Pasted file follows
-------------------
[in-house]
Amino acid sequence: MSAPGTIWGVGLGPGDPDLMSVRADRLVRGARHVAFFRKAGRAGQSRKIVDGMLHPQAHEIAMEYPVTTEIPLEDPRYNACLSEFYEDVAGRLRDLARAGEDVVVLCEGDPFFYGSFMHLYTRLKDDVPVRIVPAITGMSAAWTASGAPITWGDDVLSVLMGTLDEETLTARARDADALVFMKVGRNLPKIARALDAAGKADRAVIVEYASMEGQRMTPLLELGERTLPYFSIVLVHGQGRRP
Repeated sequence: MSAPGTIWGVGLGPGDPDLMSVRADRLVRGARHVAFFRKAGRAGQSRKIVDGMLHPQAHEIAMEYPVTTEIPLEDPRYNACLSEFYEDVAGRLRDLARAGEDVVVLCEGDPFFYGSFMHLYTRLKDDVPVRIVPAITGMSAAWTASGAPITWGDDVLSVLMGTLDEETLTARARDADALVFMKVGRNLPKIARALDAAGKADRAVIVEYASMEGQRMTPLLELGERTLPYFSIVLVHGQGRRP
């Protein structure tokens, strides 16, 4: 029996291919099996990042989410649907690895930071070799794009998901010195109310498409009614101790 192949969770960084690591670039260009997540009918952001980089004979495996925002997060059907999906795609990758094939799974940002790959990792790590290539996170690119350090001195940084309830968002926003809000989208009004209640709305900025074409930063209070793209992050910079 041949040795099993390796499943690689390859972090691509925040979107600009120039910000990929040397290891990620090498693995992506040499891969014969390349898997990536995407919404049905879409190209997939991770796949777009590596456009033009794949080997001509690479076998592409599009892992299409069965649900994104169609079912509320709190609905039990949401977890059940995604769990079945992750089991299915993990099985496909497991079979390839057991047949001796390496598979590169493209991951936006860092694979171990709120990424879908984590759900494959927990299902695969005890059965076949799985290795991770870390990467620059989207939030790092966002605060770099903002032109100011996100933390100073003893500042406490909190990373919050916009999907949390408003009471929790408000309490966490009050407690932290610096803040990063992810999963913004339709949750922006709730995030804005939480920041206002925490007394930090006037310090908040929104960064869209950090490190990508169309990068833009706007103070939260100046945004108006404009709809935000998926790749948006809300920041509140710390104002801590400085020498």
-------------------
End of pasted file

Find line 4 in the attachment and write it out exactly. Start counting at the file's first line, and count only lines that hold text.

């Protein structure tokens, strides 16, 4: 029996291919099996990042989410649907690895930071070799794009998901010195109310498409009614101790 192949969770960084690591670039260009997540009918952001980089004979495996925002997060059907999906795609990758094939799974940002790959990792790590290539996170690119350090001195940084309830968002926003809000989208009004209640709305900025074409930063209070793209992050910079 041949040795099993390796499943690689390859972090691509925040979107600009120039910000990929040397290891990620090498693995992506040499891969014969390349898997990536995407919404049905879409190209997939991770796949777009590596456009033009794949080997001509690479076998592409599009892992299409069965649900994104169609079912509320709190609905039990949401977890059940995604769990079945992750089991299915993990099985496909497991079979390839057991047949001796390496598979590169493209991951936006860092694979171990709120990424879908984590759900494959927990299902695969005890059965076949799985290795991770870390990467620059989207939030790092966002605060770099903002032109100011996100933390100073003893500042406490909190990373919050916009999907949390408003009471929790408000309490966490009050407690932290610096803040990063992810999963913004339709949750922006709730995030804005939480920041206002925490007394930090006037310090908040929104960064869209950090490190990508169309990068833009706007103070939260100046945004108006404009709809935000998926790749948006809300920041509140710390104002801590400085020498």